Resources for Communities
At ERI, we know that the world’s most vulnerable communities are those living between its most valuable resources and its most powerful global elites. The global movement for earth rights depends on working together with these communities to make sure their voices are heard and their rights are respected by governments and corporations. ERI’s trainers, campaigners and lawyers use community education tools to support people around the world who face earth rights abuses. These tools take concepts and lessons that are crucial for defending earth rights – such as Environmental Impact Assessments or public participation – and present them in a way that’s accessible to everyone, not only lawyers or civil society activists.
Environmental Impact Assessment Poster and Booklet
ERI works with communities across the Mekong region and Myanmar to build their knowledge and skills around environmental law. ERI trainers and lawyers use this poster and booklet as tools to help communicate the complex processes behind an Environmental Impact Assessment (EIA) and support local communities to assert their rights to be heard in development decisions that affected their environments.
“An important starting point in deciding whether they want the project is to understand the EIA process itself.” – Participant in an ERI EIA training program in Thailand
EIAs offer a chance for communities to voice their opinions about the development projects that will affect their lives and environment, but the process is often unclear and obscured by complex laws and regulations. ERI uses this video in community-level trainings to help those affected by development projects expand their legal knowledge. The video focuses on stories from the Kaeng Sua Ten communities in Thailand and their thirty-year struggle to defend the country’s last golden teak forest from flooding by hydropower projects. Using this case study, communities and advocates in Thailand share lessons and help to explain the EIA process. Based on these lessons, earth rights activists across Southeast Asia and elsewhere can better assert their rights under environmental law. This video is for other civil society groups or communities dealing working to increase public understanding of EIAs.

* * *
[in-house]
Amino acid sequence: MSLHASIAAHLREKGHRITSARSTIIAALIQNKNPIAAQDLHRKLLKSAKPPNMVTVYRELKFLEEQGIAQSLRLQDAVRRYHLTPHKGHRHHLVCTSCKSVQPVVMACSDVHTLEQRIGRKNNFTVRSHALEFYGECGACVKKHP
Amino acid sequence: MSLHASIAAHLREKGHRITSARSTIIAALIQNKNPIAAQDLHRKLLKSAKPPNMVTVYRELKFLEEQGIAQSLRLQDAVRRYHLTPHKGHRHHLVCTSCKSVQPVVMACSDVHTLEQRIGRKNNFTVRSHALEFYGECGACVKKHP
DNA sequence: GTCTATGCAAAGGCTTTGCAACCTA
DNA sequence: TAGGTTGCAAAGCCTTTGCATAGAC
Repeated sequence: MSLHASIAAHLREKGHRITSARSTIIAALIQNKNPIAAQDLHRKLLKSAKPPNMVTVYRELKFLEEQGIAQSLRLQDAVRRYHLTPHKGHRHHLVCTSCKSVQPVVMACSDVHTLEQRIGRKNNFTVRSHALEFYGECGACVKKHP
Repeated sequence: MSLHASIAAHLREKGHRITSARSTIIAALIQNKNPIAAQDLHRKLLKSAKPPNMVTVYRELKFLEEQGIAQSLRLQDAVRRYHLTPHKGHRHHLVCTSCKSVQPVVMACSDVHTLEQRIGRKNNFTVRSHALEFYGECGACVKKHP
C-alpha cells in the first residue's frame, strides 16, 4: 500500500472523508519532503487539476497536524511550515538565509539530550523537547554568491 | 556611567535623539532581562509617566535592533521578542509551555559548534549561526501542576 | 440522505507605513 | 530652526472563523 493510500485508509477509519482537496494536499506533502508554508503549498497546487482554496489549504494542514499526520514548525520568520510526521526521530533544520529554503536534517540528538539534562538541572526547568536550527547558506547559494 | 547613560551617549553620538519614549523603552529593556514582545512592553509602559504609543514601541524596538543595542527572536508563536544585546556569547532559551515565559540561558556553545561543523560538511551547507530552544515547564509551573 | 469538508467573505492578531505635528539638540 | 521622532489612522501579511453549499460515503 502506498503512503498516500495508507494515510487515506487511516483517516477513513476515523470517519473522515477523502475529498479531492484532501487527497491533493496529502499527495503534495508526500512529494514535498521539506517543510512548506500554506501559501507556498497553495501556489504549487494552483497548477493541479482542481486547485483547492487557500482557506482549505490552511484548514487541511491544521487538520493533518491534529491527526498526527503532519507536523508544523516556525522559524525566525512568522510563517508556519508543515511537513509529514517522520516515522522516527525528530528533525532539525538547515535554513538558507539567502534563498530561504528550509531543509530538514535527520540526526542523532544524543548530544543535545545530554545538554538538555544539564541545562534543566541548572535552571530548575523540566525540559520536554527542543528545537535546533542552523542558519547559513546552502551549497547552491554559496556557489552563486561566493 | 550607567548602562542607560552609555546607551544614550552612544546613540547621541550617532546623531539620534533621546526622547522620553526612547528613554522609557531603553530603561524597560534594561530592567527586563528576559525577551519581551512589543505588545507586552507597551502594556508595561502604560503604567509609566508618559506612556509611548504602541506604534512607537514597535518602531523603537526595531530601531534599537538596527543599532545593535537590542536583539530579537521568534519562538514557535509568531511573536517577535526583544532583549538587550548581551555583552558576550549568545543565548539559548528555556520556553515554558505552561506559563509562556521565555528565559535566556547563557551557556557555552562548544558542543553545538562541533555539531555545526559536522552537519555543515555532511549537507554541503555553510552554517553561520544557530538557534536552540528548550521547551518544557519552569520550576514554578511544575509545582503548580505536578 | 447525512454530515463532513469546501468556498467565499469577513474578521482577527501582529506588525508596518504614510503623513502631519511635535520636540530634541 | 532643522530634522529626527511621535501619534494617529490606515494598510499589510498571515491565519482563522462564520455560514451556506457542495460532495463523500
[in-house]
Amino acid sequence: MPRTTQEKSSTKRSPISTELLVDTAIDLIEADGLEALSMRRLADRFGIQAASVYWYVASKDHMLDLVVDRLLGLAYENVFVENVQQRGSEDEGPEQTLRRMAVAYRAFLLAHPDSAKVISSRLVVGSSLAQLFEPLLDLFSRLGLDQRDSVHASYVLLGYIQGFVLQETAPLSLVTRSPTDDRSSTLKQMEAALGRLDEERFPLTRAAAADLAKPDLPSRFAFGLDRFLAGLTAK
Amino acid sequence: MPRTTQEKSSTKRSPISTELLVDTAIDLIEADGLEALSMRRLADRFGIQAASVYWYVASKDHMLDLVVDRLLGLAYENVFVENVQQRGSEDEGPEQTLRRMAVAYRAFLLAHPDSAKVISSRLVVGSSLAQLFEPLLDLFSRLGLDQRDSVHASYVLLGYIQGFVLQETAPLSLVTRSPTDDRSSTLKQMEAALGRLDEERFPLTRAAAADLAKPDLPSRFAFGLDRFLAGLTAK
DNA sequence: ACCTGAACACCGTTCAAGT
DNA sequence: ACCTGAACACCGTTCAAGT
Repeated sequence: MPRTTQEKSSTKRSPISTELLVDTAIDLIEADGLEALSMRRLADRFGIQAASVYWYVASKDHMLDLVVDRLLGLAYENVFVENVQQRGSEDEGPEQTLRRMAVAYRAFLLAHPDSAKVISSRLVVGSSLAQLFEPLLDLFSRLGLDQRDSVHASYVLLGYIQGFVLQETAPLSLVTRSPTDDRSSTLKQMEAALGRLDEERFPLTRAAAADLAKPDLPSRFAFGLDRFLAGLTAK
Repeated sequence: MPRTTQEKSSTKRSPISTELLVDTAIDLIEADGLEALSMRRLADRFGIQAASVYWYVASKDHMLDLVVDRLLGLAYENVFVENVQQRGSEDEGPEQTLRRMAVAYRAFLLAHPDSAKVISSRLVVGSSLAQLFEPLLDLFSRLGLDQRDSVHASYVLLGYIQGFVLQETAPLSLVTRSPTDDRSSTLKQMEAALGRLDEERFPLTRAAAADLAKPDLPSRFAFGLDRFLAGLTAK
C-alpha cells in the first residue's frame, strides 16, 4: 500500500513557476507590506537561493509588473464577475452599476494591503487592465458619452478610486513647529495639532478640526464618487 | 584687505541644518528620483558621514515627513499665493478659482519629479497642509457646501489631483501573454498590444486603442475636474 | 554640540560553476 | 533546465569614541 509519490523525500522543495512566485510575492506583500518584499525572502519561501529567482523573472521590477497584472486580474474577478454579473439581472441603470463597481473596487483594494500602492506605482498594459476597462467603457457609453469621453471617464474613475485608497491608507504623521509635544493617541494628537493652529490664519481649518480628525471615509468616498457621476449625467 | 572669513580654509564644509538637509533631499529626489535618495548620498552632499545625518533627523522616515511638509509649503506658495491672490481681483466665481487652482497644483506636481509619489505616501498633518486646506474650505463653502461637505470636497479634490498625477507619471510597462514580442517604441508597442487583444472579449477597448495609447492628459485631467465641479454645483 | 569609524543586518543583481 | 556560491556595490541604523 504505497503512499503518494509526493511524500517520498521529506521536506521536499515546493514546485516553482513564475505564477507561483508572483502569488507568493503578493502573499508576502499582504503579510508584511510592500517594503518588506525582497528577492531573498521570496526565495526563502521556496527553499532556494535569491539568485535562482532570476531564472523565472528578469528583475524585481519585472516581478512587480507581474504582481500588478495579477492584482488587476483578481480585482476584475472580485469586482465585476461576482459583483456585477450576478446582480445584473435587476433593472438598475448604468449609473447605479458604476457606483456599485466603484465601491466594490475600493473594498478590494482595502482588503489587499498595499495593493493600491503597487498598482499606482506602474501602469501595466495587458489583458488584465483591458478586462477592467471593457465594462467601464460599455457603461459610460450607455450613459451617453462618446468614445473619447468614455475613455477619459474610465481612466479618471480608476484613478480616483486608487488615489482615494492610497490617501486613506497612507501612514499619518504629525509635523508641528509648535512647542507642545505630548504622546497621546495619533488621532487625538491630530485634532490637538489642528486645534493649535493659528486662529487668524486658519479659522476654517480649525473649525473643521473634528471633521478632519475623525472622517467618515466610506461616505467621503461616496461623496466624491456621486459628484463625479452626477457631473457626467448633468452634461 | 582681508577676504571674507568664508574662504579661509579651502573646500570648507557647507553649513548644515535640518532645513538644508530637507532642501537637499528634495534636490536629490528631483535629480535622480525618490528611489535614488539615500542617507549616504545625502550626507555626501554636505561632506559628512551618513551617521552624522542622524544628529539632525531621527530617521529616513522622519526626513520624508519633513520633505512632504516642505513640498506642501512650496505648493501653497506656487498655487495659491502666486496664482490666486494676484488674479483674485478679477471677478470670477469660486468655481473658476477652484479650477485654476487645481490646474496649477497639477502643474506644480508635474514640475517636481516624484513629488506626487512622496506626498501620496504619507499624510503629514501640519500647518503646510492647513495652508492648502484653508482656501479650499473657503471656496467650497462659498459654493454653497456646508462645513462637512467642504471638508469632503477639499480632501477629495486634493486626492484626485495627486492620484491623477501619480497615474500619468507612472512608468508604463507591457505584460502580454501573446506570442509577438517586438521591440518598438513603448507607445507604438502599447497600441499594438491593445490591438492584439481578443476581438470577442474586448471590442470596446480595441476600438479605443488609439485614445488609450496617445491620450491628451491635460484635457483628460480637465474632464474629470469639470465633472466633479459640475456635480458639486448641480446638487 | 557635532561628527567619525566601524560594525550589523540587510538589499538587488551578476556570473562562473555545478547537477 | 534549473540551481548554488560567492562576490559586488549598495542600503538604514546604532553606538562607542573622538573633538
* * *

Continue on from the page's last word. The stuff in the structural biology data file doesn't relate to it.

“To determine their own future, communities must understand the proposed project… communities can then design their own campaigns to achieve their goals.”
– Participant in an ERI EIA training program in Thailand
Environmental Impact Assessments, or EIAs can be a crucial tool for communities who face harmful development projects. ERI uses this video in grassroots trainings to show how communities can use the public consultations during an EIA process to make their voices heard. The video focuses on the story of the Heinda tin mine in Myanmar. Since 2008, pollution from the Heinda mine has contaminated water supplies in nearby villages, with villagers reporting health problems and damage to their farmlands. The company operating the Heinda mine, Myanmar Pongpipat Company Ltd (MPC), was ordered to conduct an EIA. But as villagers in the affected communities saw that EIA laws were not being followed, they refused to participate in public consultations for the company, preventing the EIA from moving forward. Communities across the Mekong and elsewhere can look to the Heinda case to see one method of influencing the course of development projects in their area. This video is for other civil society groups or communities who are working to support public participation in EIA processes.
“We observed that the company used English language and technical environmental engineering terms that could not be understood by the community. When they did this, people in the community stood up and complained that they cannot accept it like this.”
– Aye Mon Thu, Dawei Probono Lawyers Network
Three communities in Thailand, Mae Moh in the north, and Baan Krut and Bo Nok in the south, know what it is like to fight coal-fired power plants and coal mines in their communities. They have used legal, policy, and social strategies to assert their rights against the companies. Their stories, documented in this community education video, serve as a learning opportunity for others in the Mekong region and elsewhere who face harmful fossil fuel projects in their communities.
“They said that the project would bring development, jobs and a good economy. Villagers would have more money… but for farmers it was very difficult since there was no land for them to farm and no other jobs for them.”
– Maliwan Nakwirot, leader of the Network of the Afflicted in Mae Moh, Thailand